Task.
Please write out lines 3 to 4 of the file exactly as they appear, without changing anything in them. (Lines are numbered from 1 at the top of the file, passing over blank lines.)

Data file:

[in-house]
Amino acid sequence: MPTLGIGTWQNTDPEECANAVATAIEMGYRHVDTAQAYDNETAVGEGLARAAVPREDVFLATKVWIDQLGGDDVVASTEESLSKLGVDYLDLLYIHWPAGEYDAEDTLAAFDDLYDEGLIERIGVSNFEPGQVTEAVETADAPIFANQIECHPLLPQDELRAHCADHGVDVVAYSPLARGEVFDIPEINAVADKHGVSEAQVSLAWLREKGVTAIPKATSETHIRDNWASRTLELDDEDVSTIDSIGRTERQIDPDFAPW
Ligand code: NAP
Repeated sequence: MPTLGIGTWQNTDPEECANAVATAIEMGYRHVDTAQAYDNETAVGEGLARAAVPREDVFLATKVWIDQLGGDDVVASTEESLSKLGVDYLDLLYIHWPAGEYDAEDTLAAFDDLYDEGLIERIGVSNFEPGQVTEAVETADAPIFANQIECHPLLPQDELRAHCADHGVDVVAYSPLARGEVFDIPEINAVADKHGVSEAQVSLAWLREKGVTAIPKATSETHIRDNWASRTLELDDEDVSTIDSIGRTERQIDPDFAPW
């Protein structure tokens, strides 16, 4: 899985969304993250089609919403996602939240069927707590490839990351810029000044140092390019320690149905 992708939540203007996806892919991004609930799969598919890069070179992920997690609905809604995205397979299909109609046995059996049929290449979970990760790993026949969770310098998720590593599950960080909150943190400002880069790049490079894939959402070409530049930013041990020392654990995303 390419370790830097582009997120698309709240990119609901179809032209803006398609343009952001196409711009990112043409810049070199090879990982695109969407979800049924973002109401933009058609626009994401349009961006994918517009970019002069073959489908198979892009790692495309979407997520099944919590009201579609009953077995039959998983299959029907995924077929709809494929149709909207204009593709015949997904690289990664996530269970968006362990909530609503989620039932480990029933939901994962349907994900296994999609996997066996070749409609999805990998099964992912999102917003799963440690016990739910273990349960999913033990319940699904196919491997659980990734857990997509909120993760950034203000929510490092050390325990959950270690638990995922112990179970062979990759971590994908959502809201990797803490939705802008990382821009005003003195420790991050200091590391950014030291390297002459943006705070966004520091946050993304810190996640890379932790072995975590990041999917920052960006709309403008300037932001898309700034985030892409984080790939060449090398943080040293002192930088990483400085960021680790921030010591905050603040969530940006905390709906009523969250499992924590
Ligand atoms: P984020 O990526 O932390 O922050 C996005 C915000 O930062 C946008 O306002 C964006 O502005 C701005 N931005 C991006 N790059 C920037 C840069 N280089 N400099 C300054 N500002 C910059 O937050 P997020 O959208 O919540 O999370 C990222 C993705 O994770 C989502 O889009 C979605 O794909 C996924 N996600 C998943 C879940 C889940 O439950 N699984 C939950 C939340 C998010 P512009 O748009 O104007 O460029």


Ligand code: NAP
Repeated sequence: MPTLGIGTWQNTDPEECANAVATAIEMGYRHVDTAQAYDNETAVGEGLARAAVPREDVFLATKVWIDQLGGDDVVASTEESLSKLGVDYLDLLYIHWPAGEYDAEDTLAAFDDLYDEGLIERIGVSNFEPGQVTEAVETADAPIFANQIECHPLLPQDELRAHCADHGVDVVAYSPLARGEVFDIPEINAVADKHGVSEAQVSLAWLREKGVTAIPKATSETHIRDNWASRTLELDDEDVSTIDSIGRTERQIDPDFAPW